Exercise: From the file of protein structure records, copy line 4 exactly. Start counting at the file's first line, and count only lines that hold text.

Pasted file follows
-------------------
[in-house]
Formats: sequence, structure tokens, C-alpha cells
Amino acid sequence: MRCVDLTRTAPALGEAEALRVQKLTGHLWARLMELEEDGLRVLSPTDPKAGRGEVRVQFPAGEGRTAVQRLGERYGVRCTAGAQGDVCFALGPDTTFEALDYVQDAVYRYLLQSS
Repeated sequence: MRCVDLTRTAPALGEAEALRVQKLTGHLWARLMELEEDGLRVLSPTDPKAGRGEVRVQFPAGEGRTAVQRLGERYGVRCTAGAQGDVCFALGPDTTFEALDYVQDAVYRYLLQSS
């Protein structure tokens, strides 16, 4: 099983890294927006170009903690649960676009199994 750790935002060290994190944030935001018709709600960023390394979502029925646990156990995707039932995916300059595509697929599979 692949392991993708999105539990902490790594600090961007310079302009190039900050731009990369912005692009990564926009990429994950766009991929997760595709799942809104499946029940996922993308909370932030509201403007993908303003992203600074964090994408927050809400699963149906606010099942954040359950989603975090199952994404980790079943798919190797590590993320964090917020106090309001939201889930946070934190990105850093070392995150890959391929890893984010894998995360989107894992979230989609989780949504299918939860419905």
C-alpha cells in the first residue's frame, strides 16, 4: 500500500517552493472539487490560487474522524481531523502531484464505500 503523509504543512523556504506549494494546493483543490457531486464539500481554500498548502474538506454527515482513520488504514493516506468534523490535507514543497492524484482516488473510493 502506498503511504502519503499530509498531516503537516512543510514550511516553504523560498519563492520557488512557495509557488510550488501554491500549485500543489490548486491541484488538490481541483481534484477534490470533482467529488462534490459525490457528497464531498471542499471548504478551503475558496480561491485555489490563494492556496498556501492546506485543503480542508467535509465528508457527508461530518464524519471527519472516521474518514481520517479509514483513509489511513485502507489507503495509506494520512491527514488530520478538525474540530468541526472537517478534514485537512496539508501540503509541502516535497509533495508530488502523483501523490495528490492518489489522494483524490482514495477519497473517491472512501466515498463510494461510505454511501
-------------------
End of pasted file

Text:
Repeated sequence: MRCVDLTRTAPALGEAEALRVQKLTGHLWARLMELEEDGLRVLSPTDPKAGRGEVRVQFPAGEGRTAVQRLGERYGVRCTAGAQGDVCFALGPDTTFEALDYVQDAVYRYLLQSS